Digital illustration of Clostridium tetani, Clostridium perfringes, Clostridium difficile, model of bacteria, bacterium which causes tetanus, gas gangrene, wound infection, spore forming bacteria

What Is Tetanus?

Tetanus, commonly called lockjaw, is a bacterial disease that affects the nervous system. It is contracted
through cuts or wounds that become contaminated with tetanus bacteria. Spores from the bacteria can get in through deep puncture wounds or cuts like those made by nails or knives, but even a scratch can provide an entryway. People who have crush injuries, burns, or frostbite are at risk for tetanus. Tetanus bacteria are present worldwide and are commonly found in soil, dust, and manure. The tetanus bacteria produce a toxin, which causes severe muscle spasms, leading to “locking” of the jaw, making it hard to open the mouth or swallow. In severe cases, tetanus infections can lead to death by suffocation.

Tetanus is a vaccine-preventable disease that is not transmitted from person to person.


Due to widespread immunization, tetanus is a rare disease in the US.


Common initial symptoms of tetanus are a headache and muscular stiffness in the jaw (lockjaw) followed by stiffness of the neck, difficulty swallowing, hardening of abdominal muscles, spasms, sweating, and fever. Symptoms usually begin around eight days following infection, but onset may range from three days to three weeks.


Vaccination is the best way to prevent tetanus. Most infants receive a first dose in the form of a combined vaccine called DTaP (diphtheria-tetanus-acellular pertussis). Health officials now recommend that adults and adolescents receive a Tdap (tetanus-diphtheria-acellular pertussis) or Td (tetanus-diphtheria) booster vaccine every 10 years.


Immediate and good wound care is important. People with tetanus require prompt treatment that may include tetanus immune globulin, drugs to control spasms, antibiotics, and supportive care. Additional vaccine may be needed.

Fact: Tetanus can be prevented with a safe and effective vaccine.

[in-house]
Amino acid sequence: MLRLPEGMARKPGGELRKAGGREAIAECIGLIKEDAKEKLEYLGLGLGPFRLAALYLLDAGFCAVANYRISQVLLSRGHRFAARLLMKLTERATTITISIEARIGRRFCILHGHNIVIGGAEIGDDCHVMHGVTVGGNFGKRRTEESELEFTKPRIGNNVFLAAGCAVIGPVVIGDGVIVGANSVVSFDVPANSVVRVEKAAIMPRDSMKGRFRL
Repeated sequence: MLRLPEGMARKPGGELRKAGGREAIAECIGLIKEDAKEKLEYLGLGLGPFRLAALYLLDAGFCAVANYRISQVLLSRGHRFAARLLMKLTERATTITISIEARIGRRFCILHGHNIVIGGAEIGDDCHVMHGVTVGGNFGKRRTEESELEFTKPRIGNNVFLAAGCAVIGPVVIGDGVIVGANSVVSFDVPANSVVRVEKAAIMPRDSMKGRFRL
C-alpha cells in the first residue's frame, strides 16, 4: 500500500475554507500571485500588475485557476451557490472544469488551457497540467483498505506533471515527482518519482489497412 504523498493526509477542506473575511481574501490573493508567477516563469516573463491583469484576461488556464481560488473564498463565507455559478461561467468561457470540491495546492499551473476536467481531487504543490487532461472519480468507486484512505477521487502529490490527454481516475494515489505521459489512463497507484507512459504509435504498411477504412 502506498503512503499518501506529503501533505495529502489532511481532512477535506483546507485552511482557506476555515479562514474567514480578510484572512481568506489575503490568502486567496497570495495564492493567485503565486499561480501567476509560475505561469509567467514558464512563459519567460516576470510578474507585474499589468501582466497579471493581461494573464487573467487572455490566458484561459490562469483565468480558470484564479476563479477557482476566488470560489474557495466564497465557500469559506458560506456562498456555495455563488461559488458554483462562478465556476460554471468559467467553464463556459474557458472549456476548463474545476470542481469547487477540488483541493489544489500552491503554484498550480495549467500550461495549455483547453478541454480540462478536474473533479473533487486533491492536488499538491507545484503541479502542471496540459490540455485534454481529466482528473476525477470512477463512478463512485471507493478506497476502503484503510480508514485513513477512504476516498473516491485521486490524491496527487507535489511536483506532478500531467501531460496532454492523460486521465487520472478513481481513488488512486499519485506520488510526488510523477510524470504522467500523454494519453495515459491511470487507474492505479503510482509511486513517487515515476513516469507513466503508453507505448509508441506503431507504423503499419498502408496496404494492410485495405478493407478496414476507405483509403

Fact: People with tetanus may have to spend several weeks in the hospital under intensive care.

Fact: Tetanus is not transmitted from one person to another.

Fact: Recovery from tetanus illness may not result in lifelong immunity. Another infection could occur unless immunization is provided soon after the person’s condition has stabilized.

Updated June 2020
Source: Centers for Disease Control and Prevention

Related Resources

February 2024 ACIP Meeting Updates Webinar Presenters
March 20, 2024 1:00 pm

Updates from February 2024 Advisory Committee on Immunization Practices (ACIP) Meeting

Webinar discussion includes an overview of updates from the February 2024 Advisory Committee on Immunization Practices (ACIP) meeting, focused on US vaccination recommendations for children, adolescents, and adults …

Learn More
Immunization Recommendations During Pregnancy webinar panelists
November 2, 2023 12:00 pm

Immunization Recommendations During Pregnancy

In this recorded webinar, NFID Medical Director Robert H. Hopkins, Jr., MD, moderates a discussion with presentations by NFID Director Kevin A. Ault, MD, Western Michigan University Homer Stryker MD School of Medicine; and Naima Joseph, MD, MPH, Boston University School of Medicine and Boston Medical Center

Learn More
Addressing Vaccine Hesitancy in the US
June 29, 2023 12:00 pm

Addressing Adult Vaccine Hesitancy in the US

In this webinar, speakers adult vaccine hesitancy in the US. This activity features interactive case studies to address current vaccine recommendations and gaps in coverage. Presenters share strategies for effective communication on vaccine recommendations for influenza (flu), pneumococcal disease, hepatitis B, Tdap, and COVID-19 for US adults …

Learn More